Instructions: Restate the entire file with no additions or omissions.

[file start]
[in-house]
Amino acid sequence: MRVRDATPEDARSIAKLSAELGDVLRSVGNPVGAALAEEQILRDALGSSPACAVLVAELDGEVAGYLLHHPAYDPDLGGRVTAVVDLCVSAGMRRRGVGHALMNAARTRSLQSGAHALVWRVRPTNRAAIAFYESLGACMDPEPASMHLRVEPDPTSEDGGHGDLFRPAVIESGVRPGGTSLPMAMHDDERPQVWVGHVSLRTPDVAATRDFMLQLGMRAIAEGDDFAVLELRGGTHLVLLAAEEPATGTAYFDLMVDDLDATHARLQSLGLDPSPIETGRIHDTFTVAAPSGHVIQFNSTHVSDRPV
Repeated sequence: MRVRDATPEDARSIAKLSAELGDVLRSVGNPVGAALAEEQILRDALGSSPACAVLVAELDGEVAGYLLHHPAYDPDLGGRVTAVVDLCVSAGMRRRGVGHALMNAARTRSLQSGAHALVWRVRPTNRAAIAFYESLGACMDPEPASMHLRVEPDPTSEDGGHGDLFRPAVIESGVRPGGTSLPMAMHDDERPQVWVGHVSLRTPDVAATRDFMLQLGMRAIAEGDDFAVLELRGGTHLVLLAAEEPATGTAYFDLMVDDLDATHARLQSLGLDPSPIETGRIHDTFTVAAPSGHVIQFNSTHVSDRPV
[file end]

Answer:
[in-house]
Amino acid sequence: MRVRDATPEDARSIAKLSAELGDVLRSVGNPVGAALAEEQILRDALGSSPACAVLVAELDGEVAGYLLHHPAYDPDLGGRVTAVVDLCVSAGMRRRGVGHALMNAARTRSLQSGAHALVWRVRPTNRAAIAFYESLGACMDPEPASMHLRVEPDPTSEDGGHGDLFRPAVIESGVRPGGTSLPMAMHDDERPQVWVGHVSLRTPDVAATRDFMLQLGMRAIAEGDDFAVLELRGGTHLVLLAAEEPATGTAYFDLMVDDLDATHARLQSLGLDPSPIETGRIHDTFTVAAPSGHVIQFNSTHVSDRPV
Repeated sequence: MRVRDATPEDARSIAKLSAELGDVLRSVGNPVGAALAEEQILRDALGSSPACAVLVAELDGEVAGYLLHHPAYDPDLGGRVTAVVDLCVSAGMRRRGVGHALMNAARTRSLQSGAHALVWRVRPTNRAAIAFYESLGACMDPEPASMHLRVEPDPTSEDGGHGDLFRPAVIESGVRPGGTSLPMAMHDDERPQVWVGHVSLRTPDVAATRDFMLQLGMRAIAEGDDFAVLELRGGTHLVLLAAEEPATGTAYFDLMVDDLDATHARLQSLGLDPSPIETGRIHDTFTVAAPSGHVIQFNSTHVSDRPV